She nodded and smiled, "But don't worry about tomorrow. Instead, think of our wedding celebration today, our gratitude for all love with which we will light a fire right across the world, all at once, beginning with our start-up celebration here and now. Think about the wonders of even contemplating this acknowledgement. Think of what is involved in the flow of an constantly expanding love without limits, which our openness to love has brought into view. Think about the brilliance of the unknown, the yet to be explored, perhaps even the unknowable. If we do that, we won't have time to think about tomorrow. And of course, to answer your question about our China project, that larger ceremony that is designed to begin and never to end, will be the first thing on the agenda in our brave new world." Sylvia spoke these words with a sense of joy that seemed like a fresh new wind compared to the drab experiences in our lecture work. "In fact, our China project is almost completely arranged already," she added. "A single phone call to Steve will be enough. We can make this call together as soon as we get back to our rock by the sea."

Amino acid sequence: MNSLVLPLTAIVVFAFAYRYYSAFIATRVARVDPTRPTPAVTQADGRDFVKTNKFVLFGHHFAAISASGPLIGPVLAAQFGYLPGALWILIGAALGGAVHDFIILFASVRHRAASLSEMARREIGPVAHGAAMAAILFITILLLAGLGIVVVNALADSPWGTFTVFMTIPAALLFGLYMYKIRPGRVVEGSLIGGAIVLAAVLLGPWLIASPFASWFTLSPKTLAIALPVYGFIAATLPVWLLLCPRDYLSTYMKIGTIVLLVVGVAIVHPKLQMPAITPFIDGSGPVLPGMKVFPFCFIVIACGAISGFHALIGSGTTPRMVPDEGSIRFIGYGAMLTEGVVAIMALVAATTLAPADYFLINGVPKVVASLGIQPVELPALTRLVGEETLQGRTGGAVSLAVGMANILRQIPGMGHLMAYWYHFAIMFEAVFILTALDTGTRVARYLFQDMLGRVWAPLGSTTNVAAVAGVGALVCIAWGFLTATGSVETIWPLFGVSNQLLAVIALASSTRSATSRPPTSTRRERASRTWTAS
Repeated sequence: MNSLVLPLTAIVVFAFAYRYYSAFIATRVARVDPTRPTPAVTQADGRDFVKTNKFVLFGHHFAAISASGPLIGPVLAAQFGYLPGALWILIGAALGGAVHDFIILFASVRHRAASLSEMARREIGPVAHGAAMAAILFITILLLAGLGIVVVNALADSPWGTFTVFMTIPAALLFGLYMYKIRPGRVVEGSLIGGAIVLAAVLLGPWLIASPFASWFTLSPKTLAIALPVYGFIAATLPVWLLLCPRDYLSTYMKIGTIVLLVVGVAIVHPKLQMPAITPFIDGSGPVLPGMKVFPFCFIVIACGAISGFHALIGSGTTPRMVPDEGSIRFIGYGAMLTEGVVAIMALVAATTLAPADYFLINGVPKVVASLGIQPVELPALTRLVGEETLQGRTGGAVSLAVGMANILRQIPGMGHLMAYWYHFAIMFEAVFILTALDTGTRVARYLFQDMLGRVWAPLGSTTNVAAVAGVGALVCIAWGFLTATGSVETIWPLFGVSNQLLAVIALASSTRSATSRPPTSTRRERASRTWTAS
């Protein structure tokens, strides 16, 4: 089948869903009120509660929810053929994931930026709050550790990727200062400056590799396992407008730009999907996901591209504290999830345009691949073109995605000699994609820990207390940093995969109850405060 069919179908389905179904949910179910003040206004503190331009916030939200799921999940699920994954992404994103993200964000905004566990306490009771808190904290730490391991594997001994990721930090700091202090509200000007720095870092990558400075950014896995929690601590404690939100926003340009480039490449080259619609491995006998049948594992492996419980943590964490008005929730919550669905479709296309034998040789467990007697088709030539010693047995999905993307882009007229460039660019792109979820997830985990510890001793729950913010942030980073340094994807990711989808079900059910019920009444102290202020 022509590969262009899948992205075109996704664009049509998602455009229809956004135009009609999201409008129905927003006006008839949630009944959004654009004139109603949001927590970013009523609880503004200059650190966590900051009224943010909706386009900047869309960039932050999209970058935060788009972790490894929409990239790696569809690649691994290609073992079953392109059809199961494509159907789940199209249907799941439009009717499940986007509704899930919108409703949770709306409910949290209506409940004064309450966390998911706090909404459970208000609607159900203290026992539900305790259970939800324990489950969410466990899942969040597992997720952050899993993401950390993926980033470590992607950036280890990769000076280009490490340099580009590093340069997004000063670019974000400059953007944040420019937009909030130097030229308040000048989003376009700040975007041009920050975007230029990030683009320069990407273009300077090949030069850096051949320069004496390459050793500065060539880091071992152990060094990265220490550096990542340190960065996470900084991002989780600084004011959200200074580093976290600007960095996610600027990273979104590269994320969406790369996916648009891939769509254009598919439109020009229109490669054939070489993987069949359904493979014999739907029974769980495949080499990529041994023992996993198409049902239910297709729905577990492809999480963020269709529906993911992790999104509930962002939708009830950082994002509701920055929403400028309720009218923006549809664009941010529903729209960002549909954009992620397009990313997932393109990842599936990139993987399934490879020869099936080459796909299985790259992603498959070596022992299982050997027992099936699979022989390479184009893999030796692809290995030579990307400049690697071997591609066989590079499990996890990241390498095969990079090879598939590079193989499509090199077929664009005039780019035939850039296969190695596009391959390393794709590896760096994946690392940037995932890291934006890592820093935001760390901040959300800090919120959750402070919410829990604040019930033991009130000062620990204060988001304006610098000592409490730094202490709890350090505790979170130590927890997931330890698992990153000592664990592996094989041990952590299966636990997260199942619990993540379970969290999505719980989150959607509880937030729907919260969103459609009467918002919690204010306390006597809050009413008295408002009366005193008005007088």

On the way back to the motel, with the motel almost in sight, Sylvia referred to the big wedding celebration once more. "Steve suggests," she said, "that the celebration must be held in China, which has a long history of spiritual commitment. He also suggests that the celebration should be arranged as soon as possible to counteract the presently unfolding developments towards a new war. Steve suggests that in generating a widely based commitment to love lies our hope for defeating the specter of a new war in this region that could spread throughout planet."

      "There is no reason why this can't be done, and can't be all beautiful," I said.

      "Of course, it can't be anything else but being beautiful," Sylvia replied, "if the process is modeled after the sun."

      "In this case," I said to Sylvia, "we mustn't forget the beautiful melodies of Mozart's Piano concertos. These are so infinitely rich and complete that they stand out like an inner peace that nothing in the world can erase or supersede." I said cautiously. "This, too, is a dimension which our lives should reflect."

      Sylvia just nodded and smiled.